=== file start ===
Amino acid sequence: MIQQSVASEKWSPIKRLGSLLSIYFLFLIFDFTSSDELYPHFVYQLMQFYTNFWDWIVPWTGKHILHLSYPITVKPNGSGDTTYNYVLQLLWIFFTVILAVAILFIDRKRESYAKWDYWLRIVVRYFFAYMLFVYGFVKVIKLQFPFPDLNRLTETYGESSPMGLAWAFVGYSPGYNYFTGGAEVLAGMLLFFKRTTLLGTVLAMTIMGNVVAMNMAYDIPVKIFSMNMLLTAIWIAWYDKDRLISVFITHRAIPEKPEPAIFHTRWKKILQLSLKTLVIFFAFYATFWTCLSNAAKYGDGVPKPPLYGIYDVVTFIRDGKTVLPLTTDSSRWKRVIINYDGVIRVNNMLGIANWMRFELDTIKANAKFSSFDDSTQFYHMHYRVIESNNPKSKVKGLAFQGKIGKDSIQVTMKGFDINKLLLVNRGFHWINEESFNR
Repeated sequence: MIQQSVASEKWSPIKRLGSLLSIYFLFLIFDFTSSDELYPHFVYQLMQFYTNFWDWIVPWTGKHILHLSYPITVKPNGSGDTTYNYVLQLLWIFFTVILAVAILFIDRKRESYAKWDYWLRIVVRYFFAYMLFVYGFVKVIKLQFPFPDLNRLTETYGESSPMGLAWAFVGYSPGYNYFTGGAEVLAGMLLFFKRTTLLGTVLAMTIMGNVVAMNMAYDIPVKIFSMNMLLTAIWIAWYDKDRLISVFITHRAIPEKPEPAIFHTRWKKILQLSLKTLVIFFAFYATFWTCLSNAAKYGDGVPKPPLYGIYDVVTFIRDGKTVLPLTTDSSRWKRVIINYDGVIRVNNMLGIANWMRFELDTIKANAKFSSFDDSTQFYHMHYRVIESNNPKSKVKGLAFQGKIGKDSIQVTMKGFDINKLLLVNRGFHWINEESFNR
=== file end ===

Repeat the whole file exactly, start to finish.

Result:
Amino acid sequence: MIQQSVASEKWSPIKRLGSLLSIYFLFLIFDFTSSDELYPHFVYQLMQFYTNFWDWIVPWTGKHILHLSYPITVKPNGSGDTTYNYVLQLLWIFFTVILAVAILFIDRKRESYAKWDYWLRIVVRYFFAYMLFVYGFVKVIKLQFPFPDLNRLTETYGESSPMGLAWAFVGYSPGYNYFTGGAEVLAGMLLFFKRTTLLGTVLAMTIMGNVVAMNMAYDIPVKIFSMNMLLTAIWIAWYDKDRLISVFITHRAIPEKPEPAIFHTRWKKILQLSLKTLVIFFAFYATFWTCLSNAAKYGDGVPKPPLYGIYDVVTFIRDGKTVLPLTTDSSRWKRVIINYDGVIRVNNMLGIANWMRFELDTIKANAKFSSFDDSTQFYHMHYRVIESNNPKSKVKGLAFQGKIGKDSIQVTMKGFDINKLLLVNRGFHWINEESFNR
Repeated sequence: MIQQSVASEKWSPIKRLGSLLSIYFLFLIFDFTSSDELYPHFVYQLMQFYTNFWDWIVPWTGKHILHLSYPITVKPNGSGDTTYNYVLQLLWIFFTVILAVAILFIDRKRESYAKWDYWLRIVVRYFFAYMLFVYGFVKVIKLQFPFPDLNRLTETYGESSPMGLAWAFVGYSPGYNYFTGGAEVLAGMLLFFKRTTLLGTVLAMTIMGNVVAMNMAYDIPVKIFSMNMLLTAIWIAWYDKDRLISVFITHRAIPEKPEPAIFHTRWKKILQLSLKTLVIFFAFYATFWTCLSNAAKYGDGVPKPPLYGIYDVVTFIRDGKTVLPLTTDSSRWKRVIINYDGVIRVNNMLGIANWMRFELDTIKANAKFSSFDDSTQFYHMHYRVIESNNPKSKVKGLAFQGKIGKDSIQVTMKGFDINKLLLVNRGFHWINEESFNR